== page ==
Talkin' Sports NOW WITH PAT
1.) Up until last night the Blackhawks had won all of their home playoff games. Last night though Johnathan Quick, was that quick, keeping the Kings in the game especially in the second period when Chicago had a 2 on 1 advantage looking to make the score 3-0 in their favor. But Quick made an outstanding play saving the Kings score one goal making it 2-1 then come out in the third and score 5 times to win 6-2 and even the series at 1-1.
2.) The other day there was a fight between two teammates at the Dodger minor league team. One of the players bit part of the other player’s ear off and he had too have plastic surgery to repair it. Today the Dodgers released the player who bit the other player. Can you believe that this was a grown man of 35 years of age?
3.) Don’t know how many people know the name Wendell Scott, he was the first African American driver in NASCAR. The first to win a NASCAR race. He will be inductee to the NASCAR Hall of Fame this year. His first race was in 1952. He ran what was called back then the Dixie Circuit. After he won some races on that circuit he took his car to Winston-Salam North Carolina. But NASCAR officials refused to let him compete. He would continue to race in Virginia and won his first race at Lynchburg, Virginia only 12 days into his racing career. He said, “I found my calling.” He was well respected not only as a driver but as an excellent mechanic also by the other drivers. After a while some white drivers became his friends and acted as bodyguards. By 53’ newspapers in the South were starting to write stories about him. In 59’ he won two championships in sportsman class. In 61 he moved up to Grand National (now sprint cup) in 63’ he finished 15th in points and on Dec. 1 of that year driving a Chevy Bel-Air that he purchased from Ned Jarrett, he won a race at Jacksonville, Florida. The first (and only to date) event won by an African American, Scott passed Richard Petty with 25 laps remaining. Scott was announced the winner of the race at the time but due to the racist culture of the time, Buck Baker the second place driver was initially declared the winner but two hours later, officials discovered Scott had not only won the race but was two laps ahead of everyone else. Two years later NASCAR awarded the win to Scott but his family never received the trophy he earned for winning until 2010, 47 years after the race and 20 years after his death. He continued to race until injuries from an accident at Talladega. He had 1 win and 147 top ten finishes in 495 starts. He died in 1990 of spinal cancer.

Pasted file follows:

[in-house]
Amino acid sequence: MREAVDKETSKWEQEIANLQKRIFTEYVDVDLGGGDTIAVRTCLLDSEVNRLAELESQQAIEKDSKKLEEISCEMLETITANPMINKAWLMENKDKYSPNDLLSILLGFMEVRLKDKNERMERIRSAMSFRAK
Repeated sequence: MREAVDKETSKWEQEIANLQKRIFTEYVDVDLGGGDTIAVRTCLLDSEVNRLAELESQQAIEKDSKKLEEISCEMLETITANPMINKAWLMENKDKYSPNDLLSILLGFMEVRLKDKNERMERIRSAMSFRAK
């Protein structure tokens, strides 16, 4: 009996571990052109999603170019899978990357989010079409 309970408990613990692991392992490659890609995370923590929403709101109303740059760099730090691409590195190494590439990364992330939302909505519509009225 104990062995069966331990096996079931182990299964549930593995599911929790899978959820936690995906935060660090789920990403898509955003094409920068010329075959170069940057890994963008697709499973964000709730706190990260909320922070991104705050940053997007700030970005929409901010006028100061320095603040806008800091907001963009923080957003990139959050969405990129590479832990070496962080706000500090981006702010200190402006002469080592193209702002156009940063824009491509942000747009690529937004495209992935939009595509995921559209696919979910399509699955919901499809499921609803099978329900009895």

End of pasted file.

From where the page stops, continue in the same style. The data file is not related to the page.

at May 22, 2014
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